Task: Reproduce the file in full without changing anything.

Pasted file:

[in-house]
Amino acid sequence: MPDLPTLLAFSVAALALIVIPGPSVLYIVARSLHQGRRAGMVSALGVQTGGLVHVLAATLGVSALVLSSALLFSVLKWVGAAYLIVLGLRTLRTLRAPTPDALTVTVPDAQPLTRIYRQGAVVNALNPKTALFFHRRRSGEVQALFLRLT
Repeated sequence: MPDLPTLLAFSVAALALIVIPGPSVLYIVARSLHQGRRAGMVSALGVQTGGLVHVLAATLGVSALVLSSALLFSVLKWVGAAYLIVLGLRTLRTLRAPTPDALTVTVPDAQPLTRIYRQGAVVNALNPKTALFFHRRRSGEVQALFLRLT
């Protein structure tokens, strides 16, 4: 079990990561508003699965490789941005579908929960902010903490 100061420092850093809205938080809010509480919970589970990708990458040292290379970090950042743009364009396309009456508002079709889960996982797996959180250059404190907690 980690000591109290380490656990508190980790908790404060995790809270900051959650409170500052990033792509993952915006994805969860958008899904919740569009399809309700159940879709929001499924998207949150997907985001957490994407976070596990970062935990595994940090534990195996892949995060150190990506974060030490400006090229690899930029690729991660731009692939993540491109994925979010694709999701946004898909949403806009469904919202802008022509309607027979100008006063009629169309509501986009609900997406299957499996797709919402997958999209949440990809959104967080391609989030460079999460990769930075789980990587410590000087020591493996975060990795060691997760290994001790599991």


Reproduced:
[in-house]
Amino acid sequence: MPDLPTLLAFSVAALALIVIPGPSVLYIVARSLHQGRRAGMVSALGVQTGGLVHVLAATLGVSALVLSSALLFSVLKWVGAAYLIVLGLRTLRTLRAPTPDALTVTVPDAQPLTRIYRQGAVVNALNPKTALFFHRRRSGEVQALFLRLT
Repeated sequence: MPDLPTLLAFSVAALALIVIPGPSVLYIVARSLHQGRRAGMVSALGVQTGGLVHVLAATLGVSALVLSSALLFSVLKWVGAAYLIVLGLRTLRTLRAPTPDALTVTVPDAQPLTRIYRQGAVVNALNPKTALFFHRRRSGEVQALFLRLT
């Protein structure tokens, strides 16, 4: 079990990561508003699965490789941005579908929960902010903490 100061420092850093809205938080809010509480919970589970990708990458040292290379970090950042743009364009396309009456508002079709889960996982797996959180250059404190907690 980690000591109290380490656990508190980790908790404060995790809270900051959650409170500052990033792509993952915006994805969860958008899904919740569009399809309700159940879709929001499924998207949150997907985001957490994407976070596990970062935990595994940090534990195996892949995060150190990506974060030490400006090229690899930029690729991660731009692939993540491109994925979010694709999701946004898909949403806009469904919202802008022509309607027979100008006063009629169309509501986009609900997406299957499996797709919402997958999209949440990809959104967080391609989030460079999460990769930075789980990587410590000087020591493996975060990795060691997760290994001790599991």